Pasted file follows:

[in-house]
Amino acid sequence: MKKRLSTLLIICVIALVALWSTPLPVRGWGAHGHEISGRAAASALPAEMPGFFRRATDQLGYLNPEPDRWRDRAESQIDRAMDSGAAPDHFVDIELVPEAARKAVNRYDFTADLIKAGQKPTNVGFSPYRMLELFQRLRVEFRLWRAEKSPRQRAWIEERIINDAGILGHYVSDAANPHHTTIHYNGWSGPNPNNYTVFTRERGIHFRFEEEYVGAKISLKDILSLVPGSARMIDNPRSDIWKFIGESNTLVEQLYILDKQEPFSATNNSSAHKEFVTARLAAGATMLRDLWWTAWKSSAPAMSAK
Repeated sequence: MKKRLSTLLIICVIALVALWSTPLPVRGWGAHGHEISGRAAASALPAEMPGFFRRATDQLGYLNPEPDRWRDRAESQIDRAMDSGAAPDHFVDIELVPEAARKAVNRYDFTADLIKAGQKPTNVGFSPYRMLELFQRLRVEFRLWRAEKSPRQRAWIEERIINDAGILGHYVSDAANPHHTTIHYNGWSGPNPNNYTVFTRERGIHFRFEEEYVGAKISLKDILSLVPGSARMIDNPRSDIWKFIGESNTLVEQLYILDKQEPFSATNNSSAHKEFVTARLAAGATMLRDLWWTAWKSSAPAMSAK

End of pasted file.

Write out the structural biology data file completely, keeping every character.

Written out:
[in-house]
Amino acid sequence: MKKRLSTLLIICVIALVALWSTPLPVRGWGAHGHEISGRAAASALPAEMPGFFRRATDQLGYLNPEPDRWRDRAESQIDRAMDSGAAPDHFVDIELVPEAARKAVNRYDFTADLIKAGQKPTNVGFSPYRMLELFQRLRVEFRLWRAEKSPRQRAWIEERIINDAGILGHYVSDAANPHHTTIHYNGWSGPNPNNYTVFTRERGIHFRFEEEYVGAKISLKDILSLVPGSARMIDNPRSDIWKFIGESNTLVEQLYILDKQEPFSATNNSSAHKEFVTARLAAGATMLRDLWWTAWKSSAPAMSAK
Repeated sequence: MKKRLSTLLIICVIALVALWSTPLPVRGWGAHGHEISGRAAASALPAEMPGFFRRATDQLGYLNPEPDRWRDRAESQIDRAMDSGAAPDHFVDIELVPEAARKAVNRYDFTADLIKAGQKPTNVGFSPYRMLELFQRLRVEFRLWRAEKSPRQRAWIEERIINDAGILGHYVSDAANPHHTTIHYNGWSGPNPNNYTVFTRERGIHFRFEEEYVGAKISLKDILSLVPGSARMIDNPRSDIWKFIGESNTLVEQLYILDKQEPFSATNNSSAHKEFVTARLAAGATMLRDLWWTAWKSSAPAMSAK